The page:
Microsoft has warned in its report to Russia boost cyberattack on Ukraine and its allies throughout the winter.
In recent months, cyberthreat actors affiliated with Russian military intelligence have launched destructive wiper attacks against energy, water and other critical infrastructure organizations’ networks in Ukraine as missile strikes knocked out power and water supplies to civilians across the country. Russian military operators also expanded destructive cyberactivity outside Ukraine to Poland, a critical logistics hub, in a possible attempt to disrupt the movement of weapons and supplies to the front.
Meanwhile, Russian propaganda seeks to amplify the intensity of popular dissent over energy and inflation across Europe by boosting select narratives online through state-affiliated media outlets and social media accounts to undermine elected officials and democratic institutions. To date, these have had only limited public impact, but they foreshadow what may become broadening tactics during the winter ahead.
First, we can expect a continuation of Russia’s cyber offensive against Ukrainian critical infrastructure. We should also be prepared for the possibility that Russian military intelligence actors’ recent execution of a ransomware-style attack – known as Prestige – in Poland may be a harbinger of Russia further extending cyberattacks beyond the borders of Ukraine. Such cyber operations may target those countries and companies that are providing Ukraine with vital supply chains of aid and weaponry this winter.
Second, we should also be prepared for cyber-enabled influence operations that target Europe to be conducted in parallel with cyberthreat activity. Russia will seek to exploit cracks in popular support for Ukraine to undermine coalitions essential to Ukraine’s resilience, hoping to impair the humanitarian and military aid flowing to the region. The good news is that, when equipped with more information, a media-savvy public can act with awareness and judgment to counter this threat.
"Combined missile and cyber strikes focus on destruction of civilian infrastructure"
As Russia retreated from formerly occupied territory in Ukraine in late October, the Kremlin unleashed new missile and drone strikes against Ukrainian cities and the energy and transportation infrastructure that supports them. Missile barrages cut power to more than 10 million Ukrainians and left up to 80% of Kyiv’s population without running water. The intent to inflict suffering on Ukraine’s civilians has been clear, and was effectively acknowledged by Russian officials.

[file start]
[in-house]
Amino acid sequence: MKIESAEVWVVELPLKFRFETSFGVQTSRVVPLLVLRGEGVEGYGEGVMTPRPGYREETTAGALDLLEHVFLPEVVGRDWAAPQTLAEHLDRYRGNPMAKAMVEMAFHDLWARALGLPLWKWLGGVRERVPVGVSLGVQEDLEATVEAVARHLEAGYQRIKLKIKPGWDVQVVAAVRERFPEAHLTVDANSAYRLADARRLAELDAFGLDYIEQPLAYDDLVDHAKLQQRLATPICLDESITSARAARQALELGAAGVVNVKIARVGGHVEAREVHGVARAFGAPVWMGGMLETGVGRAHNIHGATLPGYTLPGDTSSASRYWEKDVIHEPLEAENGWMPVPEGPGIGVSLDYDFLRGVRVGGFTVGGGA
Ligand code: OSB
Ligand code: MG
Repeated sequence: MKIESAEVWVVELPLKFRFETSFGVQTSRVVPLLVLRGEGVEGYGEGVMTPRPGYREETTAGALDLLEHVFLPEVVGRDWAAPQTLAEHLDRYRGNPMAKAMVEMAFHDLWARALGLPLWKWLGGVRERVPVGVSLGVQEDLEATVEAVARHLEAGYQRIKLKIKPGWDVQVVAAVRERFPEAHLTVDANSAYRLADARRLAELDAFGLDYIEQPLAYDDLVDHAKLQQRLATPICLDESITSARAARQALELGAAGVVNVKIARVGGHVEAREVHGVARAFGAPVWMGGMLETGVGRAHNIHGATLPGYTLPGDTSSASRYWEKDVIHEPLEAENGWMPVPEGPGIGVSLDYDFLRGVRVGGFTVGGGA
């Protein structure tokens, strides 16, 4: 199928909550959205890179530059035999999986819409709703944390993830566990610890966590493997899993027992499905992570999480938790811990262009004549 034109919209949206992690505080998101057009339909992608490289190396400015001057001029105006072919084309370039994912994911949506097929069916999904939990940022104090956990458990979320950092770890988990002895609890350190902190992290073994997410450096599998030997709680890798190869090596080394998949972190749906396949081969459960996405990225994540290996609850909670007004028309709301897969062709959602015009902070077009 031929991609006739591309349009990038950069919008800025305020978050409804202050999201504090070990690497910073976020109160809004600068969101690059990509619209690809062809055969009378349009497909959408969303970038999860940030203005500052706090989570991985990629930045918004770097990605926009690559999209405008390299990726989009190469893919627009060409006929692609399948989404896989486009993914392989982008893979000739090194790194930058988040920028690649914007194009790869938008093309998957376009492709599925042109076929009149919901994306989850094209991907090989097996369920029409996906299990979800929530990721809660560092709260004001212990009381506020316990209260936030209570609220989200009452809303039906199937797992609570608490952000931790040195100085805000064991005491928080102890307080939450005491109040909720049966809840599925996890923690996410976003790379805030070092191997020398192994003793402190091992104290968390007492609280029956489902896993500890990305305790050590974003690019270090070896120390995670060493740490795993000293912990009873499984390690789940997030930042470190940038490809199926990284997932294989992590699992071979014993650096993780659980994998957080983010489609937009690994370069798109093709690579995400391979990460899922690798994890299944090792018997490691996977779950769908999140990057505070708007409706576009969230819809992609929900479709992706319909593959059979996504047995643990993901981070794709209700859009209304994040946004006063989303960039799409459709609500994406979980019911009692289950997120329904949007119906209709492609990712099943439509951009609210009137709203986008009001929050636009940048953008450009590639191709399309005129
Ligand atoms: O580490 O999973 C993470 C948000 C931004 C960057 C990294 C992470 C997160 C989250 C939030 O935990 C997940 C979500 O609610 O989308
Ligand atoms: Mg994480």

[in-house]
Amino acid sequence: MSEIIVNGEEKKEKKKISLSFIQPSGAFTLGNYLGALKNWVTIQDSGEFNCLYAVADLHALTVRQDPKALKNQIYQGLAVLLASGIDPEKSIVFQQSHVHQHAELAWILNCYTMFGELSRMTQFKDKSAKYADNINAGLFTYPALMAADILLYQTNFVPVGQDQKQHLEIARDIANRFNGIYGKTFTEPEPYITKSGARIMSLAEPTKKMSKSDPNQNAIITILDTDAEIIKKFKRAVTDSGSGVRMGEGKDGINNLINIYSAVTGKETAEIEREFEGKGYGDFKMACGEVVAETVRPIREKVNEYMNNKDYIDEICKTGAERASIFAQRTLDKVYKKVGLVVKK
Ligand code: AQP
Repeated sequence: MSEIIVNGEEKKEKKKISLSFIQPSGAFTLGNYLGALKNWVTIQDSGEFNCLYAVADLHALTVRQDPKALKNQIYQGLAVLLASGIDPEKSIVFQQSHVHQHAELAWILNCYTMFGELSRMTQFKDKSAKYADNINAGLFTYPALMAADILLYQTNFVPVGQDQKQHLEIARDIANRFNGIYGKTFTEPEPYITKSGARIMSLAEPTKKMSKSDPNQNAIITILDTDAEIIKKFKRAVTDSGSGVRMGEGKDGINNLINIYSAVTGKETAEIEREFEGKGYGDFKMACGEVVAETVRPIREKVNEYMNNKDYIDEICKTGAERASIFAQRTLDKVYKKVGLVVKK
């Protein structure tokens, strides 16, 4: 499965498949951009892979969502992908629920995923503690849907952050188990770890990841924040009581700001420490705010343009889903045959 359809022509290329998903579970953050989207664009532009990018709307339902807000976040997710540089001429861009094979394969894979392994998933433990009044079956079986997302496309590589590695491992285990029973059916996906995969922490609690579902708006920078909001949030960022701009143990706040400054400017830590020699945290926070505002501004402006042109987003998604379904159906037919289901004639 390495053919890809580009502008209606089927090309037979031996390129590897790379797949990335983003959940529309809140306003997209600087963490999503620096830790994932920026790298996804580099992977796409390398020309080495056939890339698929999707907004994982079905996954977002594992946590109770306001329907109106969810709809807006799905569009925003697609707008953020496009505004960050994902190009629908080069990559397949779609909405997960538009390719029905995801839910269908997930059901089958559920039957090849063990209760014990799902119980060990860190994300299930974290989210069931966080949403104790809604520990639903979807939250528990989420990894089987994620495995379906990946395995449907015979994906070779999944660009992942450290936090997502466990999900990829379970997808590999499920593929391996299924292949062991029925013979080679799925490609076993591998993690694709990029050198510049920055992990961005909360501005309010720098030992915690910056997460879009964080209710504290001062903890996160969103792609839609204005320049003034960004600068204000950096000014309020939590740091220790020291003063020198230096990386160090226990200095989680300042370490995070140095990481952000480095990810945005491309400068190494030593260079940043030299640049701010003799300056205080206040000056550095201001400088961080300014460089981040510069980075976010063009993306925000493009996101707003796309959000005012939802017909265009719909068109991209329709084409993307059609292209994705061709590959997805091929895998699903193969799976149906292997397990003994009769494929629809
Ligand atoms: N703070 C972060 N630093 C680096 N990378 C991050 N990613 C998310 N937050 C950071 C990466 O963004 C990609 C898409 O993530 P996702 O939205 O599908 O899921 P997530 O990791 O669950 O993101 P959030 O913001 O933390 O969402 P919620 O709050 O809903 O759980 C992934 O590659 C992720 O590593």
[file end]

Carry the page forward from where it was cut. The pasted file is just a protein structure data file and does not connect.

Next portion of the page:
Notably, these recent missile strikes have been accompanied by cyberattacks on the same sectors, perpetrated by a threat group – known at Microsoft by the element name IRIDIUM and by others as Sandworm – associated with Russia’s military intelligence service, the GRU. The repeated temporal, sectoral and geographic association of these cyberattacks by Russian military intelligence with corresponding military kinetic attacks indicate a shared set of operational priorities and provides strong circumstantial evidence that the efforts are coordinated, as reflected in the timelines below.
This tactic of targeting civilian infrastructure has been in play since the beginning of the conflict. Of the roughly 50 Ukrainian organizations that Russian military operators have hit with destructive wiper malware since February 2022, 55% were critical infrastructure organizations, including in the energy, transportation, water, law enforcement and emergency services, and health care sectors.
"Russian cyberattacks extend outside Ukraine"
Russian cyber strikes extended outside Ukraine in October, when IRIDIUM deployed its novel Prestige ransomware against several logistics and transportation sector networks in Poland and Ukraine. This was the first war-related cyberattack against entities outside of Ukraine since the Viasat KA-SAT attack at the start of the invasion.
The Prestige event in October may represent a measured shift in Russia’s cyberattack strategy, reflecting a willingness by Moscow to use its cyberweapons against organizations outside Ukraine in support of its ongoing war. Since Spring 2022, Microsoft has observed that IRIDIUM and suspected Russian state operators have targeted transportation and logistics organizations across Ukraine in probable attempts to collect intelligence on or disrupt the flow of military and humanitarian aid through the country. But these recent attacks in Poland suggest that Russian state-sponsored cyberattacks may increasingly be used outside Ukraine in an effort to undermine foreign-based supply chains.
"Cyber-enabled influence operations seek to fuel real-world discord across Europe"
This winter, European populations seeking to keep warm amid energy shortages and heightened inflation will likely be targeted by Russian attempts to stir up and potentially mobilize grievances through cyber-enabled influence operations.